My Instrument: the cimbalom

In English I refer to it by its Hungarian name, cimbalom.  In Romanian it’s ţambal.  Basically it’s a box strung with metallic strings that the player hits with two sticks―a dulcimer, in other words.  The original, “Romanian” version is portable, with fewer strings, and I use a strap to hold it when in play.  I used to play it this way in wedding processions and still do on occasion.  It looks like this:

țambal mic

This one is about a hundred years old and used to belong to my grandfather.  It is strung with approximately 64 brass and 4 wound strings.  White felt is woven through the groups of wire strings to dampen the vibrations.  The original tuning used by my father and grandfather and by me, when I first started to play, is different than what I use now.  I tune this like the large cimbalom.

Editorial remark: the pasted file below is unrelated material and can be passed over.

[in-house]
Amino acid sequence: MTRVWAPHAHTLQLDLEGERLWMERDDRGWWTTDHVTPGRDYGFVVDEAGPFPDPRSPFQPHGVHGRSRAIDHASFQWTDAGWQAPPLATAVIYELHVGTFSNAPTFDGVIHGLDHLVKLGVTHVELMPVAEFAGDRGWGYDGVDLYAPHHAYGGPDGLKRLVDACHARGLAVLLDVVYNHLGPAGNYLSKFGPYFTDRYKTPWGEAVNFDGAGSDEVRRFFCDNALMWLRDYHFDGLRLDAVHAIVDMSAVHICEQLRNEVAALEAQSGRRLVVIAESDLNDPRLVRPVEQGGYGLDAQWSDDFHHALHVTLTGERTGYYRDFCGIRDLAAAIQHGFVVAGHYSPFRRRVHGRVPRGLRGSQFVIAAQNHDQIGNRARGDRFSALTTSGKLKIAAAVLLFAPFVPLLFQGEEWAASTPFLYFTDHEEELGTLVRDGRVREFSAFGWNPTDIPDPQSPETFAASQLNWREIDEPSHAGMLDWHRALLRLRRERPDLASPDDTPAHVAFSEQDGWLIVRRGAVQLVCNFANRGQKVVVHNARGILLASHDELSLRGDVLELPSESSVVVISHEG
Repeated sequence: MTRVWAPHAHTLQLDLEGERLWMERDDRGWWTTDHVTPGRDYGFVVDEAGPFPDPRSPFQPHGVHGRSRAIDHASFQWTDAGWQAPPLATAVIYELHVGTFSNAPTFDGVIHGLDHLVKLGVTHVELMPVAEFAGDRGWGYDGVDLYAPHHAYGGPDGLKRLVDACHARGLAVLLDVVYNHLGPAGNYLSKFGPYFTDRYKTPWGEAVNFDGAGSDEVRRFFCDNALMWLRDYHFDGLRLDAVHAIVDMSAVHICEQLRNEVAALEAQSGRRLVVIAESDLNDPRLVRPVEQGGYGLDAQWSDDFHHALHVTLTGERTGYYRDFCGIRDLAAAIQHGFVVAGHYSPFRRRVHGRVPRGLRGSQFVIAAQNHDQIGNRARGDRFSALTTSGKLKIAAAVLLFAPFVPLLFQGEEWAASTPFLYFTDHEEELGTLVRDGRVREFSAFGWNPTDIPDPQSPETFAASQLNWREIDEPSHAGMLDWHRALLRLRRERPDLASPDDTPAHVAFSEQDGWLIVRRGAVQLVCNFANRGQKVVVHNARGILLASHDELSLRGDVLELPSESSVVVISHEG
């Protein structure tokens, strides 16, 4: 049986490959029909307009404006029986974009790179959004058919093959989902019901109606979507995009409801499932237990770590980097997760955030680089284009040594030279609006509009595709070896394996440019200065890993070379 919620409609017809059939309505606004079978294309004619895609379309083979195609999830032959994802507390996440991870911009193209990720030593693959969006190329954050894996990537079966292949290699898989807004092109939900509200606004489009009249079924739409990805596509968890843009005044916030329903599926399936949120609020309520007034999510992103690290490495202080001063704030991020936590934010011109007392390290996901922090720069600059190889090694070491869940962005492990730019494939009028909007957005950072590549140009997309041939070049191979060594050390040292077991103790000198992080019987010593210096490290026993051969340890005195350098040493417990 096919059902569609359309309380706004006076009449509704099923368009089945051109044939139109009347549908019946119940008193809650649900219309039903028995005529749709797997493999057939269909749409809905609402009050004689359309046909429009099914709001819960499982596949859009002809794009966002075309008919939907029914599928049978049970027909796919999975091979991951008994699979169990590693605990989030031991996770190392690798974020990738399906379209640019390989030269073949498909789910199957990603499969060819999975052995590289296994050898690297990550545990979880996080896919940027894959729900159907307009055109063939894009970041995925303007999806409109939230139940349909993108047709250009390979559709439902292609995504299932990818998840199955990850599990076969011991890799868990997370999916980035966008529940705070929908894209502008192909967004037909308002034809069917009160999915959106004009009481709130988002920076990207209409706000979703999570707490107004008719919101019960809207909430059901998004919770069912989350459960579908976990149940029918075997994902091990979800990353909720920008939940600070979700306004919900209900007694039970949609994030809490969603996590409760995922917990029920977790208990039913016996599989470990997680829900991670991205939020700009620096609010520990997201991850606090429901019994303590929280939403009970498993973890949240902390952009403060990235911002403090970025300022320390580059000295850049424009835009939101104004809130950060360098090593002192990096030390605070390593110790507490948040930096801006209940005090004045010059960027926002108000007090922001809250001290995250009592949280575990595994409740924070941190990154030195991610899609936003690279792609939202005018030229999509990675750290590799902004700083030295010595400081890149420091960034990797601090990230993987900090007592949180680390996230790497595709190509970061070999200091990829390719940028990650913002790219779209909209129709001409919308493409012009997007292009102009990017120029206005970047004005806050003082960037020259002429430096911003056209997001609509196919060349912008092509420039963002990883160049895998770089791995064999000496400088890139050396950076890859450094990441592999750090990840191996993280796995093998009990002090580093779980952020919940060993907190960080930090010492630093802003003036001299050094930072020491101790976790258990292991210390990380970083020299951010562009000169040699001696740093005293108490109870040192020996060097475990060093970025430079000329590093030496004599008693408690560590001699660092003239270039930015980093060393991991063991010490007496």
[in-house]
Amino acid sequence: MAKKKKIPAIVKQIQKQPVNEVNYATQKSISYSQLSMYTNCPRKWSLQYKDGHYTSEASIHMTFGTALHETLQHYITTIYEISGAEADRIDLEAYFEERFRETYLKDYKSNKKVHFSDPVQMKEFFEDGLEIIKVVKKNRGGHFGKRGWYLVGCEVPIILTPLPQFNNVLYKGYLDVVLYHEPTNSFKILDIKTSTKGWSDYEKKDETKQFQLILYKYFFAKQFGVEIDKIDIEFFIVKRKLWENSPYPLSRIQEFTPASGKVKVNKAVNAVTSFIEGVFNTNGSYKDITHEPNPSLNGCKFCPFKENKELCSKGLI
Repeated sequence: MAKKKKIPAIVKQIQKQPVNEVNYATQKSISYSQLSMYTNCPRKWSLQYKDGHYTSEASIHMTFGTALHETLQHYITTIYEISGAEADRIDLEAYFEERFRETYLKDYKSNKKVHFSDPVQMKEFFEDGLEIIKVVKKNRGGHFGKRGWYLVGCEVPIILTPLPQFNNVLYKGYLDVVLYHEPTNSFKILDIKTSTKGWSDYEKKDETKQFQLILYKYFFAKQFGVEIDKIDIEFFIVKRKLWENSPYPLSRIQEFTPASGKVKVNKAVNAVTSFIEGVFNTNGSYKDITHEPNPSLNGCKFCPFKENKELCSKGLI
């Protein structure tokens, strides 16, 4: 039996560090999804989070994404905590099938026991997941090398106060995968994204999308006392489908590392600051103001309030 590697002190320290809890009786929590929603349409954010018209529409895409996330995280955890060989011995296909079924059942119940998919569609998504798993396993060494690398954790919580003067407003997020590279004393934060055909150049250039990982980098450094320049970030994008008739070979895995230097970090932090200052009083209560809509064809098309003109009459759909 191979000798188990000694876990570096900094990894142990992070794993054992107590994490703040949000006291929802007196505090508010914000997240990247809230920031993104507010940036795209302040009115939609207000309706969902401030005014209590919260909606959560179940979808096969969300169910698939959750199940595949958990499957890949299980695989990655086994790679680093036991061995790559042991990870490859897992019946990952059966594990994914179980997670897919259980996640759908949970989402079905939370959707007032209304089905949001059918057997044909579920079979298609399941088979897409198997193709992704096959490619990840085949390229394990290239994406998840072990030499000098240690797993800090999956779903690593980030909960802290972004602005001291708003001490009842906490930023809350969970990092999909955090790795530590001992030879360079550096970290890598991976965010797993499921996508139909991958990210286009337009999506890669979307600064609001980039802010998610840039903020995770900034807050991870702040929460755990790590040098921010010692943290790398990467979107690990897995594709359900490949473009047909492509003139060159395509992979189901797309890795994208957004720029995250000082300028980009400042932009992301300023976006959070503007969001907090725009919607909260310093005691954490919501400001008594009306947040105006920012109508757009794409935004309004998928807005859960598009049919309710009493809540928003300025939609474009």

My main instrument is the large cimbalom or ţambal mare, which was made in Hungary.  It has a much heavier frame, with steel supports inside, and many more strings than the small instrument.  There are approximately 80 steel strings and 48 wound strings.  A pedal operates the dampers.

țambal mare